I already covered 8 lessons from being a science consultant over on Physics Today last month; now it’s time a few more promised stories that were cut from the final draft. To bring it up to a numerically-satisfying 10:
Replicablity is the hallmark of experimental research, consistently producing similar results in repeated tests to establish data as a reflection of reality and not an experimental fluke. On-screen science demands every variable stay identical between takes, consistent results with no tolerance for standard deviation.
Camera operators perch on ladders and squeeze to stay out of frame during filming of Stargate: Universe “Human,” too many people and too much equipment crammed into a tiny office in the summer heat. Each cut, I dart in to reset equations, replace thrown pens, remove crumpled paper, and slip back out. I watch filming from a room away, tucking behind the woman in charge of continuity, her eyes split between a monitor and the script. Her praise is rare and valued, earned when the scene starts with the same equals sign over the actor’s left shoulder, an alpha by his hip, take after take after take.
Uncounted tasks need to be performed as a scene is repeated in endless variations and filmed from countless angles. Lighting and sound adjusted, camera angles changed, makeup fixed, hair perfected, and objects returned to their original locations. Each department designates someone to care for their tasks, rapidly resetting for the next take.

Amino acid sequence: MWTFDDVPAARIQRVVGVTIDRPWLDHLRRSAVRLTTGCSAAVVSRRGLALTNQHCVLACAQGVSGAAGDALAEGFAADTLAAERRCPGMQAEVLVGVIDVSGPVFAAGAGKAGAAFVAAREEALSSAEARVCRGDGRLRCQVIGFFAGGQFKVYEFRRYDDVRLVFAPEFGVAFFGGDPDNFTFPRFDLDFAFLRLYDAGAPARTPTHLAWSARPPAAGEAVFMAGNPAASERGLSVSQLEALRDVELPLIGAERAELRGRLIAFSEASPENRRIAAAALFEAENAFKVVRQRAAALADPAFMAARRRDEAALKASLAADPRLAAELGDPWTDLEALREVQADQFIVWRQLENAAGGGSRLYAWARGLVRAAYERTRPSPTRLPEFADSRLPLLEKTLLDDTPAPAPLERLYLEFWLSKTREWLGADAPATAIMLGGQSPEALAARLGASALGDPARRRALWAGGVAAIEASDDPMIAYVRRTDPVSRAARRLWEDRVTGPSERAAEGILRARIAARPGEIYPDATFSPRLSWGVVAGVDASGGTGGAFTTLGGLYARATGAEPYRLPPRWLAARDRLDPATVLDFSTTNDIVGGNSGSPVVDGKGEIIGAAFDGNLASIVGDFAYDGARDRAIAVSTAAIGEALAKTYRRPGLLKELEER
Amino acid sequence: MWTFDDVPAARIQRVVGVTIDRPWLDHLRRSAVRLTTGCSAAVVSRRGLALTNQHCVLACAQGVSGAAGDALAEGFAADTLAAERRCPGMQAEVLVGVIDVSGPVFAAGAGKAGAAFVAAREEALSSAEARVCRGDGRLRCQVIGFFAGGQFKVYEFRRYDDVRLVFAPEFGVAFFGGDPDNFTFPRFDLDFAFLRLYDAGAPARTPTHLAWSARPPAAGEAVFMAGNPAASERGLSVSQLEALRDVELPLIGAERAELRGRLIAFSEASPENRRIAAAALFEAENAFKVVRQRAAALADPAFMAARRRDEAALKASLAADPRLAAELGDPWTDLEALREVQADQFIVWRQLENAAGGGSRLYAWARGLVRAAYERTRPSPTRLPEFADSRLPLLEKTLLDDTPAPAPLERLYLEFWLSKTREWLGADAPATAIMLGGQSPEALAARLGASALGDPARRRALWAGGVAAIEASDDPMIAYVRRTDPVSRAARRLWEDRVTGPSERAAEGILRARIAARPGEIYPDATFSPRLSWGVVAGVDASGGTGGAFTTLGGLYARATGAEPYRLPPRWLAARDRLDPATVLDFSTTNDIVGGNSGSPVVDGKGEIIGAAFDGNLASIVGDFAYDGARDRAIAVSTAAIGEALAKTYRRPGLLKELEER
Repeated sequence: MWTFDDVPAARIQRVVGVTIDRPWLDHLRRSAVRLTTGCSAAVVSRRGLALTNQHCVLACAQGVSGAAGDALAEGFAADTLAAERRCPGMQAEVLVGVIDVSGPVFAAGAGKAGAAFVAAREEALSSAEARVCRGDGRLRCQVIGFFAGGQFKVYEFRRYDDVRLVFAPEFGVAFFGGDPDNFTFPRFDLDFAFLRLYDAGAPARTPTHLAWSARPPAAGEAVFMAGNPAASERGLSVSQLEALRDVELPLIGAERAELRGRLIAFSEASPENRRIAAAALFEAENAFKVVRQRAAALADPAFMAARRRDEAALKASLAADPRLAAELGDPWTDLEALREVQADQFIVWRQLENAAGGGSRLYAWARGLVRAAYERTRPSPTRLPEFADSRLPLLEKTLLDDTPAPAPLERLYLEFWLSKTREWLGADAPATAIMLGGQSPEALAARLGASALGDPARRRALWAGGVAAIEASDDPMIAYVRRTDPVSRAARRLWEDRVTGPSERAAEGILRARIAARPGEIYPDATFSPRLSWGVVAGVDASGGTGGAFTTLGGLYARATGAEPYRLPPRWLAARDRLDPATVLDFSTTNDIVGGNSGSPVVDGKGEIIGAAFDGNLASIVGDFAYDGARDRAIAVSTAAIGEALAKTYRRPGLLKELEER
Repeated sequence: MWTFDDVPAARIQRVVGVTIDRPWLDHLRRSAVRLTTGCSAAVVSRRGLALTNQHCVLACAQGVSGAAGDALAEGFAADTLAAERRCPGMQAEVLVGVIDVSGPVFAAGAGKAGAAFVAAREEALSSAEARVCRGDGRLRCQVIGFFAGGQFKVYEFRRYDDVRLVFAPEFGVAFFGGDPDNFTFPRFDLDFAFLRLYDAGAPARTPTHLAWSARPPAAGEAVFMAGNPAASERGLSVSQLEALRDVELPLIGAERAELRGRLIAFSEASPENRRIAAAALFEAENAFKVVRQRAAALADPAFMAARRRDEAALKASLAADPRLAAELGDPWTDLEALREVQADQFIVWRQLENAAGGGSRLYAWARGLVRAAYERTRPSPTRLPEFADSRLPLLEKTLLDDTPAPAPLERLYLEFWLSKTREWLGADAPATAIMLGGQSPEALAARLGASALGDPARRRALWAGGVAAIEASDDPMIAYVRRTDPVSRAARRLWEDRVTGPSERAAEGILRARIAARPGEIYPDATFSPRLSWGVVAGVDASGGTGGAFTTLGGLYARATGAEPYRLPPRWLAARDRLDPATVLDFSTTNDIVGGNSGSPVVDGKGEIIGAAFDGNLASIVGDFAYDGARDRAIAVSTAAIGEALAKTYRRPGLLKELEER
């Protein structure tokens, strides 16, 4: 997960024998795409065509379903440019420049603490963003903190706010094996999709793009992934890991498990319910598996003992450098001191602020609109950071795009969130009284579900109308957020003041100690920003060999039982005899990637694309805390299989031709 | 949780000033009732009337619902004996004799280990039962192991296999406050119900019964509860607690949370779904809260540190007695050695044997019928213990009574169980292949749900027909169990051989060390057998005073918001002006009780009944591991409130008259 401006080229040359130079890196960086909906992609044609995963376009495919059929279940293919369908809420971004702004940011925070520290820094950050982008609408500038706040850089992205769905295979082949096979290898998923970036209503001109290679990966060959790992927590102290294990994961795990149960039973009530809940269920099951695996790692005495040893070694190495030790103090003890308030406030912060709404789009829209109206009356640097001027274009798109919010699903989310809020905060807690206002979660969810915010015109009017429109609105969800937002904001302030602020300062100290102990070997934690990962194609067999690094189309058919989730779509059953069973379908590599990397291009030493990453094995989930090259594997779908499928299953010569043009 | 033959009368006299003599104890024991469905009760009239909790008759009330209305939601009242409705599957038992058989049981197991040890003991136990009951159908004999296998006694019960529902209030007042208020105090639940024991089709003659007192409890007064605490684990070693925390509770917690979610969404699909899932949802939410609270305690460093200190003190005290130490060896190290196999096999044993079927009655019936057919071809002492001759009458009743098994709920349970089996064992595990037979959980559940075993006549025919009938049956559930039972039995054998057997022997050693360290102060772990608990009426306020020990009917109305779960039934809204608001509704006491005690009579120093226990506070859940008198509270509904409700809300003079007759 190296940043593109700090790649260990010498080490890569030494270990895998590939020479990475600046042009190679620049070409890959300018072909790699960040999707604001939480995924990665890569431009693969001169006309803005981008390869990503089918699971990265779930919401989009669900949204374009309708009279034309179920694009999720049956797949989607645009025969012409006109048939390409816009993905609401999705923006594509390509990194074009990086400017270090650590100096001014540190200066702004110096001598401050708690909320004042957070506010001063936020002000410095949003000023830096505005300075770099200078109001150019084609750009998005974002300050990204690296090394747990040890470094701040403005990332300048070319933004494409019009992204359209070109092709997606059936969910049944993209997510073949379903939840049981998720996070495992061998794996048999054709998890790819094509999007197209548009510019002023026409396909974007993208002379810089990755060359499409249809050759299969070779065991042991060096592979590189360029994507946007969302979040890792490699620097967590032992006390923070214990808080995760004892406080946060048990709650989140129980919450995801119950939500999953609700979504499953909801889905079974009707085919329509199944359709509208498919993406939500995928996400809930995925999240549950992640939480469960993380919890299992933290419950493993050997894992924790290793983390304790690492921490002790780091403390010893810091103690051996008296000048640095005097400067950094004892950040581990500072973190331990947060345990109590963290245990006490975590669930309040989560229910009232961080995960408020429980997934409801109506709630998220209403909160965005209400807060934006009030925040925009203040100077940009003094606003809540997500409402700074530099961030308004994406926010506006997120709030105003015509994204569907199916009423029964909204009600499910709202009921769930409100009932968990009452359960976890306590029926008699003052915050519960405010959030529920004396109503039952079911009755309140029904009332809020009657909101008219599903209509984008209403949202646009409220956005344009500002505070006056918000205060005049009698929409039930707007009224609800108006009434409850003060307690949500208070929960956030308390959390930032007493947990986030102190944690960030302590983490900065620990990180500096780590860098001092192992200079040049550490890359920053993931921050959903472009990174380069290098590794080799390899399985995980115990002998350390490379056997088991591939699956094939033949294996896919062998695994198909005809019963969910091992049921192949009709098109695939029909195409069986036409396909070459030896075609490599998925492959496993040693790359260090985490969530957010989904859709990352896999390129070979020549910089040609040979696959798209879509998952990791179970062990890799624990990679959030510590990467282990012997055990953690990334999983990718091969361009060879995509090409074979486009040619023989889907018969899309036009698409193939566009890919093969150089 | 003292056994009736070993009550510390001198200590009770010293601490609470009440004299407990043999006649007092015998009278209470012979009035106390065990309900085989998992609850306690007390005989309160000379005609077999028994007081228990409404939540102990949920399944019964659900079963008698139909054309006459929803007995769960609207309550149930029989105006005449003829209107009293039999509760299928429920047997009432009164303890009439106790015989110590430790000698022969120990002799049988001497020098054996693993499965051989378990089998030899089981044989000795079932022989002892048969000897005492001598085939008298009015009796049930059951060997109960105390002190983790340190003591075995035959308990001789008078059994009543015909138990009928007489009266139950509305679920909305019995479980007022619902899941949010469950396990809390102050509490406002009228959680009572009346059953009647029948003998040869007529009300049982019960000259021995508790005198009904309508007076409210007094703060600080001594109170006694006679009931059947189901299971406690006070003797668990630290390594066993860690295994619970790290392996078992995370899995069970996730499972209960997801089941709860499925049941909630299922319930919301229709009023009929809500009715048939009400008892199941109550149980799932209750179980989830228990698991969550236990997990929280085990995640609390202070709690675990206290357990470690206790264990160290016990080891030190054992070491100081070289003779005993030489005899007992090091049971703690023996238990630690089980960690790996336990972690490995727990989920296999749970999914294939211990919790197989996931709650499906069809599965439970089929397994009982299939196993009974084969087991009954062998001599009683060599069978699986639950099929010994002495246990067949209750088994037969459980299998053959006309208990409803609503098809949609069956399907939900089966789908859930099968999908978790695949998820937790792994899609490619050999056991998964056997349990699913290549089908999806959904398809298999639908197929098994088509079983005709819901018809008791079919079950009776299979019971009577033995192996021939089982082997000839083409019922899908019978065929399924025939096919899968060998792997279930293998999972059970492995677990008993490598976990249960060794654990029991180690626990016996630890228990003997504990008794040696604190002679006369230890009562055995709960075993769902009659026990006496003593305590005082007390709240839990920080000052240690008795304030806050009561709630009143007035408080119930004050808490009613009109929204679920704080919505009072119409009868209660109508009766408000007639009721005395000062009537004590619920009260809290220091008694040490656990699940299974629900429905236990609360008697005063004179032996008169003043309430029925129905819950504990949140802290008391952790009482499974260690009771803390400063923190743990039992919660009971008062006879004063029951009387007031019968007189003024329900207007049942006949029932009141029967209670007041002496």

I fall into a pattern: photograph, erase an actor’s equation, and re-write mine they erased in turn. The on-set property crew takes his own photographs, scoops up thrown and dropped objects and deposits them in their starting locations. Tasks completed, we retreat and watch the reset continue. He gives me a grin that we once again finish not first, but far from last, and will not be the ones to have an entire production waiting for us to finish.
Yes, I’ll dig out a few more stories once I’ve finished unpacking my luggage!